Bank of America: Tech stocks could be headed for regulatory-driven collapse similar to tobacco and banks

  • Technology is the least regulated industry sector, with just 27,000 regulations versus 215,000 for manufacturing and 128,000 for the financial sector, according to Bank of America Merrill Lynch.
  • "Tobacco (1992), financial (2010), biotech (2015) industries illustrate how waves of regulation can lead to investment underperformance," Michael Hartnett, chief investment strategist at Bank of America Merrill Lynch, said in a Sunday report.
  • Facebook shares have plunged after revelations of a consumer data scandal on 87 million accounts, and CEO Mark Zuckerberg is set to testify before congressional committees Tuesday and Wednesday.
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Washington's increased scrutiny of technology giants could spell trouble for their stocks, if history is any guide.

Technology is the least regulated industry sector, with just 27,000 regulations versus 215,000 for manufacturing and 128,000 for the financial sector, according to Bank of America Merrill Lynch. That light touch could change in the wake of Facebook's consumer data scandal, likely leading to significant pressure on the best-performing S&P 500 industry sector.

"Tobacco (1992), financial (2010), biotech (2015) industries illustrate how waves of regulation can lead to investment underperformance," Michael Hartnett, chief investment strategist at BofAML, said in a Sunday report. The statement is his 10th and last in a list of reasons to reduce holdings of technology stocks this year.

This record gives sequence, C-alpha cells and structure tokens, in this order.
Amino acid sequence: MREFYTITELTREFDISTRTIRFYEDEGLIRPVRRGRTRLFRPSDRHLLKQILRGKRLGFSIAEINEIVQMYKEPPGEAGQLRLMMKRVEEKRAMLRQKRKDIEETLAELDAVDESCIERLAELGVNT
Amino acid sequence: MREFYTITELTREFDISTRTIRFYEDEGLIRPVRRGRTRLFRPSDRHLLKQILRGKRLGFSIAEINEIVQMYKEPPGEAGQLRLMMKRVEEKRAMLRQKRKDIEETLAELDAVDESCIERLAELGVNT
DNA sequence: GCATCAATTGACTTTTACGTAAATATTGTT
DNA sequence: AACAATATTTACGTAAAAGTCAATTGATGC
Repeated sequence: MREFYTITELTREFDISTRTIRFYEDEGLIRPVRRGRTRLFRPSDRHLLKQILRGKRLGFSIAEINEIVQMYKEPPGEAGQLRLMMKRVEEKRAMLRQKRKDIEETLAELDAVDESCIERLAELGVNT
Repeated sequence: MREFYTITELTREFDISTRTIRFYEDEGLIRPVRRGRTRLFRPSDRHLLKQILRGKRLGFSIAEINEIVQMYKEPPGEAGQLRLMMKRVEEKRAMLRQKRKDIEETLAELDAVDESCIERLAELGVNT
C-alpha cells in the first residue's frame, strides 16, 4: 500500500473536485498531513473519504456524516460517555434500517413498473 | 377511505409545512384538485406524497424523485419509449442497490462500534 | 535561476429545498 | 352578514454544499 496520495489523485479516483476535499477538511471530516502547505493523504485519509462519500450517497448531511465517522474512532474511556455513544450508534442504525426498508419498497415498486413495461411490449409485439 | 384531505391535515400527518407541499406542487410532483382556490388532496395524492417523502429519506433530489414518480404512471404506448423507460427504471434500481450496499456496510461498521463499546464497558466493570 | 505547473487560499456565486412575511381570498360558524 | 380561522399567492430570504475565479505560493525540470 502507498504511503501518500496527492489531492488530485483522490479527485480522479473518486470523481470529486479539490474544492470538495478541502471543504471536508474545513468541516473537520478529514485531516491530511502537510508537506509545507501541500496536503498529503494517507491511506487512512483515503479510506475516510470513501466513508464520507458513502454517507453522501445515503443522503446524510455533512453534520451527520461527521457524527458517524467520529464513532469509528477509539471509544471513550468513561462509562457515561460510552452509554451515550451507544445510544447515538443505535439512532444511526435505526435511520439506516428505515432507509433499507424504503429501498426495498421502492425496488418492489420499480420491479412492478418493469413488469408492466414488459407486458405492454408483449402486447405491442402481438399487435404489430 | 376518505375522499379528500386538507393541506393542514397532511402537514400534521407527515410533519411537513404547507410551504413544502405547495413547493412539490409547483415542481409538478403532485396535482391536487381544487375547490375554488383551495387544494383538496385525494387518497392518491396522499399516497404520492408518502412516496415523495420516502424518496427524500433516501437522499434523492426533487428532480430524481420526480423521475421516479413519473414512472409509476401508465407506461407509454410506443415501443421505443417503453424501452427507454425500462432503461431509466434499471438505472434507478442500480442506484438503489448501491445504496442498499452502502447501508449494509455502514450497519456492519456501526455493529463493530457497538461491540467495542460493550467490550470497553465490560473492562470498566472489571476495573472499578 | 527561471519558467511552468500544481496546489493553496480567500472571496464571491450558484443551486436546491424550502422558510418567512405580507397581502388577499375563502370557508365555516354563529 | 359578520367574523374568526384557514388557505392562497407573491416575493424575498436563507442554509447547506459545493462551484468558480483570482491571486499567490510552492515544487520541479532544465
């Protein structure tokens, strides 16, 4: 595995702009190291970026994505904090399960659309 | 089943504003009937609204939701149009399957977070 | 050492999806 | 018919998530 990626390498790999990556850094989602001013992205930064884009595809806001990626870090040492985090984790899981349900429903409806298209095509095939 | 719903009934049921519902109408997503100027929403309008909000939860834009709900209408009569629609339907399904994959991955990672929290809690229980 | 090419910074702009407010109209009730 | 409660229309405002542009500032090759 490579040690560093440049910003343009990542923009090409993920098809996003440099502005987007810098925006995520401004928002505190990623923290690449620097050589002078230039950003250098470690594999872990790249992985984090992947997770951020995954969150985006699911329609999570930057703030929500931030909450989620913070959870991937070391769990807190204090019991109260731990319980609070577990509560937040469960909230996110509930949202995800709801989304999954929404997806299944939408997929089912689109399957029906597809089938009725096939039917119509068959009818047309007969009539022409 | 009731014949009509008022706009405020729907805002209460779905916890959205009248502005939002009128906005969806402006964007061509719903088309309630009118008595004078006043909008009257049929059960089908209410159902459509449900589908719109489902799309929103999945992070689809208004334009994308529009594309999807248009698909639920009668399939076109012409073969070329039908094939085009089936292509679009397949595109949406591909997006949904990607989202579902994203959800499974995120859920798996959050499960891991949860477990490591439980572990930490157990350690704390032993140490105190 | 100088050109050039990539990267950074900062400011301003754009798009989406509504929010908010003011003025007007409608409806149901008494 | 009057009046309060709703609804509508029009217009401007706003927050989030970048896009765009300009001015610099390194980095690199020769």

Equity bubbles popped by regulation

Source: BofAML Global Investment Strategy

Pending U.S. and EU regulations, such as increased online sales tax collection, could threaten 4 percent of tech revenue, the report said.

In 1992, the Supreme Court ruled that tobacco companies are liable for their products and health risks, Hartnett pointed out. He added that restrictive laws such as the Dodd-Frank Act imposed in the wake of the financial crisis made it difficult for banks and other companies in the financial industry to recover, while the peak in biotech stocks came as the Obama administration ordered tighter regulation.

Information technology is up 25 percent over the last 12 months, by far the best performer in the S&P 500. But its fourth-largest constituent, Facebook, plunged into bear market territory, or more than 20 percent from its record high hit Feb. 1, after revealing a consumer data scandal affected 87 million accounts. The shares have recovered slightly, but remain about 19 percent below that high.

Facebook CEO Mark Zuckerberg is set to testify before congressional committees Tuesday and Wednesday.

U.S. federal regulations by sector

Source: BofAML Global Investment Strategy

Other reasons Hartnett listed for why investors should reduce their tech holdings include:

  • Tech has benefited from an era of easy monetary policy that is changing. Without tech, the S&P 500 would be 600 points lower at 2,000.
  • U.S. internet commerce stocks have surged 624 percent in seven years, marking the third-largest stock bubble of the past 40 years.
  • The market capitalization of U.S. technology stocks is $6.4 trillion, more than the euro zone's $5 trillion.
  • "Earnings hubris." Tech and e-commerce companies account for nearly a quarter of U.S. earnings per share, a level "that is rarely exceeded, and often associated with bubble peaks."
  • Out of all U.S. sectors, technology stocks have the greatest percentage of foreign revenue, making them more sensitive to increasing trade tensions.